Mark Hetfield, CEO of the Jewish refugee aid group HIAS, told the Jewish Telegraphic Agency, “This smear campaign takes us in the opposite direction of where we need to go.”
“HIAS has been closely working with ADL for over 100 years and we look forward to working with them for the next 100 years fighting hate and welcoming refugees,” Hetfield wrote. “ADL has long been one of HIAS’ closest and most valued partners and allies in the United States as well as Israel. HIAS stands with ADL.”
Jeremy Ben-Ami, president of the liberal Israel lobby J Street, also came out against the boycott campaign.
“One can disagree with @ADL over Israel policy — and I often do — esp. labeling critics of Israeli policy antisemitic, yet appreciate their stand on travel ban and refugees + track record on civil rights,” Ben-Ami tweeted Monday. “I favor engaging not boycotting those with whom we disagree.”
In a statement, the ADL called the campaign an attempt by anti-Israel groups to divide a civil rights coalition.
“These are many of the same groups who have been pushing an anti-Israel agenda for years,” the statement said. “It says more about them than about us that at this moment of great unity around equal justice for all, they would launch this effort against one of the largest and oldest Jewish organizations in America. They will do nothing to stop the important work we do every single day, in close partnership with many prominent civil rights groups, to stop the defamation of the Jewish people, and to secure justice and fair treatment to all.”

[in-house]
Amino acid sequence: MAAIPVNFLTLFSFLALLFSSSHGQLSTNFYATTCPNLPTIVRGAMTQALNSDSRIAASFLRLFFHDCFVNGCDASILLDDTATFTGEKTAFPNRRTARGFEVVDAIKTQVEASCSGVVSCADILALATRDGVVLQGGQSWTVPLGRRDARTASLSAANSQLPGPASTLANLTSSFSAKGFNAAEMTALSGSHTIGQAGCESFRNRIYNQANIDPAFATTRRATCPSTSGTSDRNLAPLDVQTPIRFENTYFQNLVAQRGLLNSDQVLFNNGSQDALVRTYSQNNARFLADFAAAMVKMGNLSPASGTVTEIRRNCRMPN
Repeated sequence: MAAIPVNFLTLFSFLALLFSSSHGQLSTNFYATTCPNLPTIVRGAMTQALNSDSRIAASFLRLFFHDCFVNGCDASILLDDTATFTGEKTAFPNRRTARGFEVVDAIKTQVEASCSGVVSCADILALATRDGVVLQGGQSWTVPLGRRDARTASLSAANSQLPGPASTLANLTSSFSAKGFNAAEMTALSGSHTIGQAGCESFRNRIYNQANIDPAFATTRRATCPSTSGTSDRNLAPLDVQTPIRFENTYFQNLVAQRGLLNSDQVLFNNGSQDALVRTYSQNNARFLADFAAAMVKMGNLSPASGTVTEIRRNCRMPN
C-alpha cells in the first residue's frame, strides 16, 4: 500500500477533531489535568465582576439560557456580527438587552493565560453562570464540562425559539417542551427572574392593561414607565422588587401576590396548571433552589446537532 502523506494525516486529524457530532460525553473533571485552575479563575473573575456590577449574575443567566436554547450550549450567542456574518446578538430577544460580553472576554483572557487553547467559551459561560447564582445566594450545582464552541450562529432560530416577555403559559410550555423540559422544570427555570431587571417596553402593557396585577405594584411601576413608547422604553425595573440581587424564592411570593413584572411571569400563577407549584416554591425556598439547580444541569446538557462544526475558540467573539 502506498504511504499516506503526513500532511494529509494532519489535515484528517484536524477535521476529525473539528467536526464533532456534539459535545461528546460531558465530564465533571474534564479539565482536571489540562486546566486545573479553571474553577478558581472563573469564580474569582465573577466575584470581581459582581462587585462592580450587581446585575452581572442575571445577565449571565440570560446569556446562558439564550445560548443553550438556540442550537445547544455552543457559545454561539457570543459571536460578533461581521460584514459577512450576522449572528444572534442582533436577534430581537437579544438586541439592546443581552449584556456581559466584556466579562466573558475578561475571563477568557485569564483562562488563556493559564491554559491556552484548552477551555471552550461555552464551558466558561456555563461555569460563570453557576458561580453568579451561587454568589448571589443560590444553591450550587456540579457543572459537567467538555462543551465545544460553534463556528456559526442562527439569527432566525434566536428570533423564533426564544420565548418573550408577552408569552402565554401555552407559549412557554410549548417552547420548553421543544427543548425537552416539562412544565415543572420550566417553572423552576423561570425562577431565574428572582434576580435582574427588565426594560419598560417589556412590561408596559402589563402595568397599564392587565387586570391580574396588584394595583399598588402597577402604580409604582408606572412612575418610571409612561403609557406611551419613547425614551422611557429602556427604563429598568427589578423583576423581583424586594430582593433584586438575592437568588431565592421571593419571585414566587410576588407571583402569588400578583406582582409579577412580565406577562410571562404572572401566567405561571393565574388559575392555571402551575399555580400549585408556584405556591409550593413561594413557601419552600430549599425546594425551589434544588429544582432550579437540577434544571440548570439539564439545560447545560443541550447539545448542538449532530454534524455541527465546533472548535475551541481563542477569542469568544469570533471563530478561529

The ADL, which historically has aimed to oppose anti-Semitism and bigotry across the political spectrum, has previously been a target of criticism from groups on the left and right. In 2018, several of the groups behind the current anti-ADL effort lobbied Starbucks to drop the ADL from its high-profile anti-bias training.
Groups on the right, meanwhile, say the ADL focuses too much on right-wing extremism while giving a pass to anti-Semitism on the left. The Zionist Organization of America, a right-wing group, has issued a ream of news releases attacking the ADL for what it sees as going soft on opponents of Israel.
The progressives’ campaign draws on the ADL’s support for Israel, as well as its work with police forces, which includes a broad anti-bias training program as well as counterterrorism seminars and delegations to Israel. In many cases, it cites incidents that occurred under the ADL’s previous national director, Abraham Foxman, who stepped down in 2015.
The campaign also renews criticism that the ADL spied on Muslim and other civil society groups in the 1990s. In 1999, the ADL settled a class-action suit over the spying.
Under its current CEO, Jonathan Greenblatt, the organization has been a frequent critic of President Donald Trump and many of his statements and policies regarding Muslims, immigrants and other marginalized groups. Its research on and reporting of anti-Semitic incidents and white supremacist activity have been widely cited by those seeking to sound the alarm over rising extremism in the United States.